Passkeys are a secure, cryptographic way to authenticate a user without a password, providing better security, safety and ease of use than passwords themselves. More and more websites are adapting this passwordless technology, including many big tech companies. Learn more about passkeys in this detailed blog: What are Passkeys?
Passkeys utilize cryptographic technology in development for more than ten years. The FIDO Alliance was founded in 2013 to shepherd and drive the technology, ensuring universal, open standards and is supported by a long list of members and sponsors, including Bitwarden. Passkeys leverage the WebAuthn cryptographic protocols developed by the alliance, hailed as the gold standard in secure authentication.
Each passkey is a pair of two related asymmetric cryptographic keys, which are very long, random strings of characters. While they differ from each other, they do have a special relationship - one can decrypt messages that have been encrypted by the other. This feature can be used to verify a user and authenticate them.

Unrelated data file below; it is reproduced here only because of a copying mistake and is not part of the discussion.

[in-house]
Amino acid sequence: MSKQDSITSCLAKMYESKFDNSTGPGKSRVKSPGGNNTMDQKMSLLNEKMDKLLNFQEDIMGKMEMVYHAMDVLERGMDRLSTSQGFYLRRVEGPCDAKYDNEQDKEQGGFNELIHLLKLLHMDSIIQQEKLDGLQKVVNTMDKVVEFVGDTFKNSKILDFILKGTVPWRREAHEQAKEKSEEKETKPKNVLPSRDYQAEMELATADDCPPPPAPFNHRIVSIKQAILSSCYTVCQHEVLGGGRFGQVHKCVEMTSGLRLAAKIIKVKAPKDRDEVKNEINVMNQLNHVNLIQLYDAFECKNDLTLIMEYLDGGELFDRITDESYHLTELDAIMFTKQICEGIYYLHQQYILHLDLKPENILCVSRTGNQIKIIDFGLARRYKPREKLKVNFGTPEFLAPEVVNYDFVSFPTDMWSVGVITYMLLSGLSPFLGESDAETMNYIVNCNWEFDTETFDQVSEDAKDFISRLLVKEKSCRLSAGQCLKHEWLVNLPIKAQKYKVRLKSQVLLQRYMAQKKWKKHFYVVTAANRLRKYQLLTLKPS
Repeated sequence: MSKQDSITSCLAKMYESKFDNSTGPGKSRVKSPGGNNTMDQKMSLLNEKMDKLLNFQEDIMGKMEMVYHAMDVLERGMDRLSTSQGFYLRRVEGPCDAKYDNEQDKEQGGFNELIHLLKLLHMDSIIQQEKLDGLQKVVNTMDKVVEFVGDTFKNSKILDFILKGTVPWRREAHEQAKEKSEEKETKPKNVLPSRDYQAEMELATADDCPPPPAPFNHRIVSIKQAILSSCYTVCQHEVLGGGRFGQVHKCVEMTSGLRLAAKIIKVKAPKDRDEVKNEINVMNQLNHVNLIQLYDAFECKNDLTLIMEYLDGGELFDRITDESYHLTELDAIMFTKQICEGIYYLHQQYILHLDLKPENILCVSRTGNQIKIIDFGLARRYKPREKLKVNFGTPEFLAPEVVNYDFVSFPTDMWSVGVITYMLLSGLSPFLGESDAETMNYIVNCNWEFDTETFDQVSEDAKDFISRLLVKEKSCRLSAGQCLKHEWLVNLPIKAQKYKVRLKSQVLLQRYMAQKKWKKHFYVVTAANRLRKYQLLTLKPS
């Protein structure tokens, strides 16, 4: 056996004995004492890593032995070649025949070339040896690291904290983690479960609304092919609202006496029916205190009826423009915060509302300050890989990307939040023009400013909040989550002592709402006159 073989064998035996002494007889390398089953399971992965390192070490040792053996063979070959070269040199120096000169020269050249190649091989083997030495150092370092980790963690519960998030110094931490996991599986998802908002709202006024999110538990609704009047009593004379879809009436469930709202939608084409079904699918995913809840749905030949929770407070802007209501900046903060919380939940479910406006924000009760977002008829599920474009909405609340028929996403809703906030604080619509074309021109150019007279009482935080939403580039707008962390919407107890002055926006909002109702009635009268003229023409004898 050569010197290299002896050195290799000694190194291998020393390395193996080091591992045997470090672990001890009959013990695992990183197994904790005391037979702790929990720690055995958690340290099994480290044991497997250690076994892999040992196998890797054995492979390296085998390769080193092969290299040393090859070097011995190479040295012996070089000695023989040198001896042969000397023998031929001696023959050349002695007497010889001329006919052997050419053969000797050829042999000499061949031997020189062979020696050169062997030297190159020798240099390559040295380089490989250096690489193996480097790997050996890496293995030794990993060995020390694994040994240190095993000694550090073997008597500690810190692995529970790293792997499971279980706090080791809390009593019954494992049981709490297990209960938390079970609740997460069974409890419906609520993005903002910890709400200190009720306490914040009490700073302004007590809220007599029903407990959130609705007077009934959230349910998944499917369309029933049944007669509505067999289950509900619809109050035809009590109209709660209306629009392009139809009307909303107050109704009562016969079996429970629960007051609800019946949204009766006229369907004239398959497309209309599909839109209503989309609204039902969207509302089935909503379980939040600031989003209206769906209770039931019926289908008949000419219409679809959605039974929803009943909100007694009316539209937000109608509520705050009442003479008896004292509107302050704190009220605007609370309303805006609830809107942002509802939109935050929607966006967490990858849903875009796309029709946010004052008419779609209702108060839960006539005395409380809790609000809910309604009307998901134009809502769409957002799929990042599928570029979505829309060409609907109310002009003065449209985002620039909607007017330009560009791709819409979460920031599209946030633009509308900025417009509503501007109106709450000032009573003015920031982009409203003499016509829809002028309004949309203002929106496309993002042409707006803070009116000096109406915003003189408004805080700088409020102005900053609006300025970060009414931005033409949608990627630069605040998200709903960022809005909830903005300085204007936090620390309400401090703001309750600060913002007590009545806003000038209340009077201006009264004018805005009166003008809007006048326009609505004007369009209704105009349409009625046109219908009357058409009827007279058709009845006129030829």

The key pair is made up of a private key that’s kept securely on your device, inside a password manager supporting passkeys (also called a passkey provider), and a public key that’s stored on the website you are logging into. Your private key is secure and never leaves your device, and the password manager keeps it locked by biometrics, PIN, or a password. The public key, on the other hand, could be shared with the world, such as in the case of a website data breach, and your security wouldn't be compromised so long as the private key stays safe.
Here’s a popular analogy to help understand asymmetric key pairs, and the infographic below explains the steps of using a passkey and its key pair for determining your authenticity when logging into a website:
To sign into a passkey-enabled website, that site will send a login challenge - a really large random number - and then your secret key will use cryptography to “sign” the challenge with a response to the number. The website checks that signature with its public key to verify that the signature is authentic. Once confirmed, the website can confidently grant access to your account.
Coming this year, Bitwarden will support creating and storing passkeys in the Bitwarden Password Manager. More details, including a video demo, are available in this announcement blog: Bitwarden to launch passkey management.
If you’d like to get started today, set up a free account, or share with your team by starting a free business trial. For developers, Bitwarden Passwordless.dev provides API frameworks to help you build discoverable FIDO credentials such as passkeys.